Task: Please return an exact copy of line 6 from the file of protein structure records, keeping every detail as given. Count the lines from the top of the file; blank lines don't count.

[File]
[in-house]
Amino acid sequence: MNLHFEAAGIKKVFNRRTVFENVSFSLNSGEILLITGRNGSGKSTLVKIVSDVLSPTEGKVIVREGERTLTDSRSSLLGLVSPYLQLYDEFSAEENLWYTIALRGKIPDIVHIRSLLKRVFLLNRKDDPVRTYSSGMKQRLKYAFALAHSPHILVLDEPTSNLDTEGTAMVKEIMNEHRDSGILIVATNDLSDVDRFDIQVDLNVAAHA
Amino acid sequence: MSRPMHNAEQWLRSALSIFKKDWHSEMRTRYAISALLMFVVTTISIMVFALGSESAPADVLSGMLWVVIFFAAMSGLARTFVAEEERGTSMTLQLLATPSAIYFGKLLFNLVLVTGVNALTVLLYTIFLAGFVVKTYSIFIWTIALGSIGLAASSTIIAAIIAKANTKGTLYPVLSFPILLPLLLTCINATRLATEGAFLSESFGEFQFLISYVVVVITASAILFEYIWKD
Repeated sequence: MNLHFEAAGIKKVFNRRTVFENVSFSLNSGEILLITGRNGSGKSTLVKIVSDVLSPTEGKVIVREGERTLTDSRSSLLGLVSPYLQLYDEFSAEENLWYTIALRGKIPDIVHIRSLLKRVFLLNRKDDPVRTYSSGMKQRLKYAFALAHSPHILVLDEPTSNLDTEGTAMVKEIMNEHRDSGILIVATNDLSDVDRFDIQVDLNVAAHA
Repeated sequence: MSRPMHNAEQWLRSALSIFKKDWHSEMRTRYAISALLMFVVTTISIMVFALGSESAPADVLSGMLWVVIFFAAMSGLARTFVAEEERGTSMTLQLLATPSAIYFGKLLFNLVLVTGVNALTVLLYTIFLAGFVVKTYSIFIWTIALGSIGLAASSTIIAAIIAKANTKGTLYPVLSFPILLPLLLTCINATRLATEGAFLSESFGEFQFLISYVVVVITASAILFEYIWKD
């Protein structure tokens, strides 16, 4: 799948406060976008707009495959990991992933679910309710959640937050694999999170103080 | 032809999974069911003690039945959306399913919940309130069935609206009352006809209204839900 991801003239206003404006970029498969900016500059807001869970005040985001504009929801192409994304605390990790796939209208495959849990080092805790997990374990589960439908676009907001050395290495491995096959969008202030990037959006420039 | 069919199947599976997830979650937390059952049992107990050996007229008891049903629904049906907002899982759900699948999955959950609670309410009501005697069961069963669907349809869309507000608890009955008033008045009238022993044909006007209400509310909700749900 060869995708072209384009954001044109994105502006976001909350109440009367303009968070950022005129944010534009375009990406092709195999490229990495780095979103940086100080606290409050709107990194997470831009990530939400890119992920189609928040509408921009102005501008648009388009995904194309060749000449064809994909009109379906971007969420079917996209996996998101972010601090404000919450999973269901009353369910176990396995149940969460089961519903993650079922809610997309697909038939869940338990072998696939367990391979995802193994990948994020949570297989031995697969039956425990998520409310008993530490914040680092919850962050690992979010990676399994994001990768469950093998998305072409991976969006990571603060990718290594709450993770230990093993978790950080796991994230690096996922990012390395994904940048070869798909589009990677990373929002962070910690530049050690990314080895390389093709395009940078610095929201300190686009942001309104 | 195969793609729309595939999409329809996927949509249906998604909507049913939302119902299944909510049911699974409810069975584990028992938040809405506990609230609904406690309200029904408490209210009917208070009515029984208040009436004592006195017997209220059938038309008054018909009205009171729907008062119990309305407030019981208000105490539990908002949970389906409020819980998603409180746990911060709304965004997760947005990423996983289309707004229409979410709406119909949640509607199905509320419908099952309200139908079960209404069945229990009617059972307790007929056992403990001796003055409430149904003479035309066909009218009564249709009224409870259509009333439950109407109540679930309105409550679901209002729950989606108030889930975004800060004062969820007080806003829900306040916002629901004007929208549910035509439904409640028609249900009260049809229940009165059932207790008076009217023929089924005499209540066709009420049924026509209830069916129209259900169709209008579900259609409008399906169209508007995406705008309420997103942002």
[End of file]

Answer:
């Protein structure tokens, strides 16, 4: 799948406060976008707009495959990991992933679910309710959640937050694999999170103080 | 032809999974069911003690039945959306399913919940309130069935609206009352006809209204839900 991801003239206003404006970029498969900016500059807001869970005040985001504009929801192409994304605390990790796939209208495959849990080092805790997990374990589960439908676009907001050395290495491995096959969008202030990037959006420039 | 069919199947599976997830979650937390059952049992107990050996007229008891049903629904049906907002899982759900699948999955959950609670309410009501005697069961069963669907349809869309507000608890009955008033008045009238022993044909006007209400509310909700749900 060869995708072209384009954001044109994105502006976001909350109440009367303009968070950022005129944010534009375009990406092709195999490229990495780095979103940086100080606290409050709107990194997470831009990530939400890119992920189609928040509408921009102005501008648009388009995904194309060749000449064809994909009109379906971007969420079917996209996996998101972010601090404000919450999973269901009353369910176990396995149940969460089961519903993650079922809610997309697909038939869940338990072998696939367990391979995802193994990948994020949570297989031995697969039956425990998520409310008993530490914040680092919850962050690992979010990676399994994001990768469950093998998305072409991976969006990571603060990718290594709450993770230990093993978790950080796991994230690096996922990012390395994904940048070869798909589009990677990373929002962070910690530049050690990314080895390389093709395009940078610095929201300190686009942001309104 | 195969793609729309595939999409329809996927949509249906998604909507049913939302119902299944909510049911699974409810069975584990028992938040809405506990609230609904406690309200029904408490209210009917208070009515029984208040009436004592006195017997209220059938038309008054018909009205009171729907008062119990309305407030019981208000105490539990908002949970389906409020819980998603409180746990911060709304965004997760947005990423996983289309707004229409979410709406119909949640509607199905509320419908099952309200139908079960209404069945229990009617059972307790007929056992403990001796003055409430149904003479035309066909009218009564249709009224409870259509009333439950109407109540679930309105409550679901209002729950989606108030889930975004800060004062969820007080806003829900306040916002629901004007929208549910035509439904409640028609249900009260049809229940009165059932207790008076009217023929089924005499209540066709009420049924026509209830069916129209259900169709209008579900259609409008399906169209508007995406705008309420997103942002």